A Centers for Disease Control and Prevention (CDC) study found that the longstanding racial gap in stroke death rates in the United States widened during the COVID-19 pandemic.

In 2020 and 2021, Black and white adults experienced increased rates of stroke death, according to the CDC study. The difference between these two groups increased by about 22% when compared with the five years prior to the pandemic, according to The Associated Press (AP).

“Any health inequity that existed before seems to have been made larger during the pandemic,” Bart Demaerschalk, MD, a stroke researcher at the Mayo Clinic in Phoenix who was not involved in the study, told the AP. “This is another example of that.”

For decades, the rate of stroke deaths has been consistently higher among Black Americans compared with their white counterparts, according to the AP. Until about 10 years ago, stroke deaths in the United States were decreasing overall thanks to improved treatment and lower rates of smoking.

In 2013, the overall rate of stroke death plateaued at about 70 per 100,000 adults 35 and older. In 2021, this rate increased to nearly 77.

The CDC study found that in 2021, the Black stroke death rate for Americans 35 and older increased from about 101 per 100,000 prior to the pandemic to about 113. For white people, the rate increased from about 70 per 100,000 to 75. The difference between these two groups increased from 31 to 38—a 22% increase.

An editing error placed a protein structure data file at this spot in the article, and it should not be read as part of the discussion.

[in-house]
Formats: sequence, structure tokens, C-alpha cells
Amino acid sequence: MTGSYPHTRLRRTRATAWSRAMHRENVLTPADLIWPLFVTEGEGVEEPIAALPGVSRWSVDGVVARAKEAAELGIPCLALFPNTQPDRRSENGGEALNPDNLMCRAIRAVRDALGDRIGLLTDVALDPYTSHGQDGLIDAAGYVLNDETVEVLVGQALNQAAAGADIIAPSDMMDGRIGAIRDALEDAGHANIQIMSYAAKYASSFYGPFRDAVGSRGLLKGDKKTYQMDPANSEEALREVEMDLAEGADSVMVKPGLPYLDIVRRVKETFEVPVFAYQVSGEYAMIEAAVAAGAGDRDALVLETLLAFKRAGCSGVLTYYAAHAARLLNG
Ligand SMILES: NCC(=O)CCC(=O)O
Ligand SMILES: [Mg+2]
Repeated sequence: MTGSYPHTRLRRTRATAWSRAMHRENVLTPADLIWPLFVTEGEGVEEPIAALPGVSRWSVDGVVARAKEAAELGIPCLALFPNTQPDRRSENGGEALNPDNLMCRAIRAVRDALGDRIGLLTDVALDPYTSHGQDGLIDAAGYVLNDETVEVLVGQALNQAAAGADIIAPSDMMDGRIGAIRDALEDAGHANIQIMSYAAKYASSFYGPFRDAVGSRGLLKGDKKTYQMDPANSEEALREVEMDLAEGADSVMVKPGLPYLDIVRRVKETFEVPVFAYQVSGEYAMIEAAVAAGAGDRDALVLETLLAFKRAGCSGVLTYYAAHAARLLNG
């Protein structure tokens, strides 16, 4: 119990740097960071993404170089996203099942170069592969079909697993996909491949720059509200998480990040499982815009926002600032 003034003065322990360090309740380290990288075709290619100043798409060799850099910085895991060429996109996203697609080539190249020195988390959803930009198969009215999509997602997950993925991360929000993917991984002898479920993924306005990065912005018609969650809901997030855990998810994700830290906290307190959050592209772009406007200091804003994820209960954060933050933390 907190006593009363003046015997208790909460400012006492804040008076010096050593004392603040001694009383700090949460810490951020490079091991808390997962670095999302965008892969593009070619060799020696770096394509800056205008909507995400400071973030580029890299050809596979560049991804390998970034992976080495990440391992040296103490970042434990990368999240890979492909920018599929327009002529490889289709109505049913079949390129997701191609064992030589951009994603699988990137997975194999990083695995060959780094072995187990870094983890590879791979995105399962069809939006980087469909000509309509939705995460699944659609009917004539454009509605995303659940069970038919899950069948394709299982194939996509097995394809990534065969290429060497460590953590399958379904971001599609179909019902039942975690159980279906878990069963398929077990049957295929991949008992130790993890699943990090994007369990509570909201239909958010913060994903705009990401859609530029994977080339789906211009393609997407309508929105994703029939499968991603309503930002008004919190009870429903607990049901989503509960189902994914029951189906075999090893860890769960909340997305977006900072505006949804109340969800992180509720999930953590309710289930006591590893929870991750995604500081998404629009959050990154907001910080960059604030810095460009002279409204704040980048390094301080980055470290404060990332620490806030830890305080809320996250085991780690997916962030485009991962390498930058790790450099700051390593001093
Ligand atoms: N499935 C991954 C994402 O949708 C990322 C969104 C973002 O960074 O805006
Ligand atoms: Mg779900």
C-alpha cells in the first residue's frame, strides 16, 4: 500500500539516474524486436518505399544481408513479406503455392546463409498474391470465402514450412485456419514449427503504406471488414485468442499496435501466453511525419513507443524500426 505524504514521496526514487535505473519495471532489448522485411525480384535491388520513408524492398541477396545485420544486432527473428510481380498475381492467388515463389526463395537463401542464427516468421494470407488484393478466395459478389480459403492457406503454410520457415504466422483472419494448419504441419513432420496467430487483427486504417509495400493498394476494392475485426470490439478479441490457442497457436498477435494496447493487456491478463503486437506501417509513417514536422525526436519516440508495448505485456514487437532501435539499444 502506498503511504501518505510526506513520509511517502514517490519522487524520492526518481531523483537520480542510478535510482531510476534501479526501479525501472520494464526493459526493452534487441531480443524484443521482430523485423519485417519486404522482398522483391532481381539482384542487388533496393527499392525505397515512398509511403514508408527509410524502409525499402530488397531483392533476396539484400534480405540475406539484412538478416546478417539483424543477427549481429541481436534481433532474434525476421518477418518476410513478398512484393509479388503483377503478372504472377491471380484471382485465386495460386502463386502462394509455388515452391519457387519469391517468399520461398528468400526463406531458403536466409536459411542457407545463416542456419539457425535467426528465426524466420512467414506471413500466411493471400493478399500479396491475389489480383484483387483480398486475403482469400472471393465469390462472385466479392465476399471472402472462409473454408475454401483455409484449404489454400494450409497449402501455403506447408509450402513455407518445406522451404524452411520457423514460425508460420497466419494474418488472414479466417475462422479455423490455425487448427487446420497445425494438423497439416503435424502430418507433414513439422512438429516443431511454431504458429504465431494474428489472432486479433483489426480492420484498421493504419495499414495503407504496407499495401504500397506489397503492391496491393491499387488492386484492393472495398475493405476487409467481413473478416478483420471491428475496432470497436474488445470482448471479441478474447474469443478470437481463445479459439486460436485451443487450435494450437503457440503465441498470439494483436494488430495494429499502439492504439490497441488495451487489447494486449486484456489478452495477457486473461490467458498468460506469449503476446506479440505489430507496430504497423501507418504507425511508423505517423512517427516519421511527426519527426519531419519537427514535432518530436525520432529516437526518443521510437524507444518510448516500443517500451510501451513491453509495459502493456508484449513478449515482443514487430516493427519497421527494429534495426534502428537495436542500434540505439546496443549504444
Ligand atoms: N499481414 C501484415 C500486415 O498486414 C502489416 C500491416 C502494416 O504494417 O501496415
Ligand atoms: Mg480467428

While doctors say COVID infection can increase one’s risk for stroke, that primarily occurs in more severe cases and tends to be worse in people with preexisting health conditions, such as partially blocked blood vessels.

In a study published last year, Demaerschalk and his team found that patients with a history of smoking, diabetes, high blood pressure and high cholesterol generally had the highest stroke risk. Demaerschalk told the AP, however, that in addition to COVID, contributing factors include increased cases of obesity, people seeing their doctors less often or people being reluctant to go to a hospital even if they were experiencing symptoms of stroke because of fear during the early days of the pandemic.

When it comes to treating stroke, “time is absolutely of the essence,” Demaerschalk said.

To learn more, click #Stroke or #Health Equity to find headlines such as “Black People Live Longer in Counties With More Black Doctors,” “Cardiovascular Risk Among Young People With Type 1 Diabetes” and “Black and Latino People Have Higher Risk for Death After Certain Strokes.”